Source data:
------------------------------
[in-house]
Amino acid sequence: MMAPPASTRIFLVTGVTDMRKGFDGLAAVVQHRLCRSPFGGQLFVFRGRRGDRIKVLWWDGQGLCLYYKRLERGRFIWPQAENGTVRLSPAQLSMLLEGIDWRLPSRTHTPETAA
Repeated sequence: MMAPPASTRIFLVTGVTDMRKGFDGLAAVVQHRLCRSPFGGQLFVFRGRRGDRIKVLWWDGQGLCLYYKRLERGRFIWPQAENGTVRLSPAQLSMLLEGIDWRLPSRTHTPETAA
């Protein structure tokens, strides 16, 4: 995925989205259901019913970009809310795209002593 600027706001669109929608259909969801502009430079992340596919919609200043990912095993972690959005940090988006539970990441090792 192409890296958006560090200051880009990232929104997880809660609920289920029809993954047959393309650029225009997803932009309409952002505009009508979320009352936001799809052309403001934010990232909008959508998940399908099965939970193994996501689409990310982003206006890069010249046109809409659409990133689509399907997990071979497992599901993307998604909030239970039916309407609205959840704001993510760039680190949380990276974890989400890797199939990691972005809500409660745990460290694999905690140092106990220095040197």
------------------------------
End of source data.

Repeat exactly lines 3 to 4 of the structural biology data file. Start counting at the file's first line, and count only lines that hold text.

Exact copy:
Repeated sequence: MMAPPASTRIFLVTGVTDMRKGFDGLAAVVQHRLCRSPFGGQLFVFRGRRGDRIKVLWWDGQGLCLYYKRLERGRFIWPQAENGTVRLSPAQLSMLLEGIDWRLPSRTHTPETAA
């Protein structure tokens, strides 16, 4: 995925989205259901019913970009809310795209002593 600027706001669109929608259909969801502009430079992340596919919609200043990912095993972690959005940090988006539970990441090792 192409890296958006560090200051880009990232929104997880809660609920289920029809993954047959393309650029225009997803932009309409952002505009009508979320009352936001799809052309403001934010990232909008959508998940399908099965939970193994996501689409990310982003206006890069010249046109809409659409990133689509399907997990071979497992599901993307998604909030239970039916309407609205959840704001993510760039680190949380990276974890989400890797199939990691972005809500409660745990460290694999905690140092106990220095040197």